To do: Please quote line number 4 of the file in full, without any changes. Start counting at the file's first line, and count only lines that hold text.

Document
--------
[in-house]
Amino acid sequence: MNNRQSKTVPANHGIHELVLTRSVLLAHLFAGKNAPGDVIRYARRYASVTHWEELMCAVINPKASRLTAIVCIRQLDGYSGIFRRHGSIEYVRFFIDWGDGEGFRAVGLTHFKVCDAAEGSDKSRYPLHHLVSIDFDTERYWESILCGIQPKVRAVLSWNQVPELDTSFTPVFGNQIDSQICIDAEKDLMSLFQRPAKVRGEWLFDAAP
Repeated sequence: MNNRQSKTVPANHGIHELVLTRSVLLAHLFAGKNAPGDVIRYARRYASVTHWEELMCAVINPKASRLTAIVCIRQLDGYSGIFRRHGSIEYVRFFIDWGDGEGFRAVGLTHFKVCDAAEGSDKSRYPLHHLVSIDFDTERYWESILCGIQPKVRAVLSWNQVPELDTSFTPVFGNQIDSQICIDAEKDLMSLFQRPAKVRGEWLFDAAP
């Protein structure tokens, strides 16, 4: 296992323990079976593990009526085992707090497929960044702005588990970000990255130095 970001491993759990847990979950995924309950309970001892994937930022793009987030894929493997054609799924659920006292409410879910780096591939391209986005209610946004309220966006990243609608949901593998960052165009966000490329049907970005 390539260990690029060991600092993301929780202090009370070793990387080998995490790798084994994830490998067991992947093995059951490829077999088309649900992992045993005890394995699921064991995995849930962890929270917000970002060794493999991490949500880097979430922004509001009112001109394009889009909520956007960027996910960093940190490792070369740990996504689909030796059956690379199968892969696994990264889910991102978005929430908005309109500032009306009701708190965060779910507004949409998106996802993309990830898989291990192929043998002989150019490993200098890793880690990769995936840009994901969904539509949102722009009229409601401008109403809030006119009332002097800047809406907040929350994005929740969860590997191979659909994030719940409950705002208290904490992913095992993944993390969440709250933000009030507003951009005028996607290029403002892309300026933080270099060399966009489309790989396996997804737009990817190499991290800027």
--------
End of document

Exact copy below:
């Protein structure tokens, strides 16, 4: 296992323990079976593990009526085992707090497929960044702005588990970000990255130095 970001491993759990847990979950995924309950309970001892994937930022793009987030894929493997054609799924659920006292409410879910780096591939391209986005209610946004309220966006990243609608949901593998960052165009966000490329049907970005 390539260990690029060991600092993301929780202090009370070793990387080998995490790798084994994830490998067991992947093995059951490829077999088309649900992992045993005890394995699921064991995995849930962890929270917000970002060794493999991490949500880097979430922004509001009112001109394009889009909520956007960027996910960093940190490792070369740990996504689909030796059956690379199968892969696994990264889910991102978005929430908005309109500032009306009701708190965060779910507004949409998106996802993309990830898989291990192929043998002989150019490993200098890793880690990769995936840009994901969904539509949102722009009229409601401008109403809030006119009332002097800047809406907040929350994005929740969860590997191979659909994030719940409950705002208290904490992913095992993944993390969440709250933000009030507003951009005028996607290029403002892309300026933080270099060399966009489309790989396996997804737009990817190499991290800027």